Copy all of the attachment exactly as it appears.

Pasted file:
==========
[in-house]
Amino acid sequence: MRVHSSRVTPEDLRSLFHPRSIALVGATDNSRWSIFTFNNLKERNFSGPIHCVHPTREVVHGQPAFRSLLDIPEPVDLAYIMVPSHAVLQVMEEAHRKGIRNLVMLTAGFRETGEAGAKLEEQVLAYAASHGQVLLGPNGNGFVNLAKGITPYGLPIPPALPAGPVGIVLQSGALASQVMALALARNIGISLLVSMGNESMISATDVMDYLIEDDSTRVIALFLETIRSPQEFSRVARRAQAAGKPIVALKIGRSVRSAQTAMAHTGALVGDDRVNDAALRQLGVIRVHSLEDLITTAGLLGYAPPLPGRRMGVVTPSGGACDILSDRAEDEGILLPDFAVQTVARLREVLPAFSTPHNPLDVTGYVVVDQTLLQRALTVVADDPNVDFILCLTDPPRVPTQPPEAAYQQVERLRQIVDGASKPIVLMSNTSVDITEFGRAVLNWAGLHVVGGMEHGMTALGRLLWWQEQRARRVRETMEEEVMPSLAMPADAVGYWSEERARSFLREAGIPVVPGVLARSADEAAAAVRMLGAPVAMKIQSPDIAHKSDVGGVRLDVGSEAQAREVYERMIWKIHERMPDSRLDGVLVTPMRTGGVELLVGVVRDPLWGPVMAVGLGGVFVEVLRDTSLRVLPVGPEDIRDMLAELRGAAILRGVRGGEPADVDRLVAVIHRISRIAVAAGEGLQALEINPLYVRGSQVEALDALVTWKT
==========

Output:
[in-house]
Amino acid sequence: MRVHSSRVTPEDLRSLFHPRSIALVGATDNSRWSIFTFNNLKERNFSGPIHCVHPTREVVHGQPAFRSLLDIPEPVDLAYIMVPSHAVLQVMEEAHRKGIRNLVMLTAGFRETGEAGAKLEEQVLAYAASHGQVLLGPNGNGFVNLAKGITPYGLPIPPALPAGPVGIVLQSGALASQVMALALARNIGISLLVSMGNESMISATDVMDYLIEDDSTRVIALFLETIRSPQEFSRVARRAQAAGKPIVALKIGRSVRSAQTAMAHTGALVGDDRVNDAALRQLGVIRVHSLEDLITTAGLLGYAPPLPGRRMGVVTPSGGACDILSDRAEDEGILLPDFAVQTVARLREVLPAFSTPHNPLDVTGYVVVDQTLLQRALTVVADDPNVDFILCLTDPPRVPTQPPEAAYQQVERLRQIVDGASKPIVLMSNTSVDITEFGRAVLNWAGLHVVGGMEHGMTALGRLLWWQEQRARRVRETMEEEVMPSLAMPADAVGYWSEERARSFLREAGIPVVPGVLARSADEAAAAVRMLGAPVAMKIQSPDIAHKSDVGGVRLDVGSEAQAREVYERMIWKIHERMPDSRLDGVLVTPMRTGGVELLVGVVRDPLWGPVMAVGLGGVFVEVLRDTSLRVLPVGPEDIRDMLAELRGAAILRGVRGGEPADVDRLVAVIHRISRIAVAAGEGLQALEINPLYVRGSQVEALDALVTWKT